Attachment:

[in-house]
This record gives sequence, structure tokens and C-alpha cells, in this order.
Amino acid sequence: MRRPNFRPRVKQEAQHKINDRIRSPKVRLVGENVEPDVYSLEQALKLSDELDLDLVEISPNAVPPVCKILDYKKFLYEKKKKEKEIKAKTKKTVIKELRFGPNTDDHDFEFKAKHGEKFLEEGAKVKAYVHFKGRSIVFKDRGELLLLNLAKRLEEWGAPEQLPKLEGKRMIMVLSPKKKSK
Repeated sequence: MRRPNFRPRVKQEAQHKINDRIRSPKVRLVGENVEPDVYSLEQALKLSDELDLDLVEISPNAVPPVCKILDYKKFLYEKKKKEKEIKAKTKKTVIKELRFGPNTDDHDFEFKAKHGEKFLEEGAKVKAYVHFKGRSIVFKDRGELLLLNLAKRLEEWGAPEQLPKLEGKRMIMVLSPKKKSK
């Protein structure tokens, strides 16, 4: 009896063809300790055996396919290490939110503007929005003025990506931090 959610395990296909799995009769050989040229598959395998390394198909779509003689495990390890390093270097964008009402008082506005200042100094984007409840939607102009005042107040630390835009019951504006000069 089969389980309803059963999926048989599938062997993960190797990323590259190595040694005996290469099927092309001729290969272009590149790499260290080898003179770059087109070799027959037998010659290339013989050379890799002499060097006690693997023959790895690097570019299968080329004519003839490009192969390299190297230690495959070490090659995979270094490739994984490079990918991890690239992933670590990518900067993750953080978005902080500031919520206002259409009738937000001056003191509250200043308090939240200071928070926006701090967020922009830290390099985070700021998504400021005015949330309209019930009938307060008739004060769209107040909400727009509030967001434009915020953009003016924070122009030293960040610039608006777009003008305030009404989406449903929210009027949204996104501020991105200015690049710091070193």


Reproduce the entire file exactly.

[in-house]
This record gives sequence, structure tokens and C-alpha cells, in this order.
Amino acid sequence: MRRPNFRPRVKQEAQHKINDRIRSPKVRLVGENVEPDVYSLEQALKLSDELDLDLVEISPNAVPPVCKILDYKKFLYEKKKKEKEIKAKTKKTVIKELRFGPNTDDHDFEFKAKHGEKFLEEGAKVKAYVHFKGRSIVFKDRGELLLLNLAKRLEEWGAPEQLPKLEGKRMIMVLSPKKKSK
Repeated sequence: MRRPNFRPRVKQEAQHKINDRIRSPKVRLVGENVEPDVYSLEQALKLSDELDLDLVEISPNAVPPVCKILDYKKFLYEKKKKEKEIKAKTKKTVIKELRFGPNTDDHDFEFKAKHGEKFLEEGAKVKAYVHFKGRSIVFKDRGELLLLNLAKRLEEWGAPEQLPKLEGKRMIMVLSPKKKSK
């Protein structure tokens, strides 16, 4: 009896063809300790055996396919290490939110503007929005003025990506931090 959610395990296909799995009769050989040229598959395998390394198909779509003689495990390890390093270097964008009402008082506005200042100094984007409840939607102009005042107040630390835009019951504006000069 089969389980309803059963999926048989599938062997993960190797990323590259190595040694005996290469099927092309001729290969272009590149790499260290080898003179770059087109070799027959037998010659290339013989050379890799002499060097006690693997023959790895690097570019299968080329004519003839490009192969390299190297230690495959070490090659995979270094490739994984490079990918991890690239992933670590990518900067993750953080978005902080500031919520206002259409009738937000001056003191509250200043308090939240200071928070926006701090967020922009830290390099985070700021998504400021005015949330309209019930009938307060008739004060769209107040909400727009509030967001434009915020953009003016924070122009030293960040610039608006777009003008305030009404989406449903929210009027949204996104501020991105200015690049710091070193």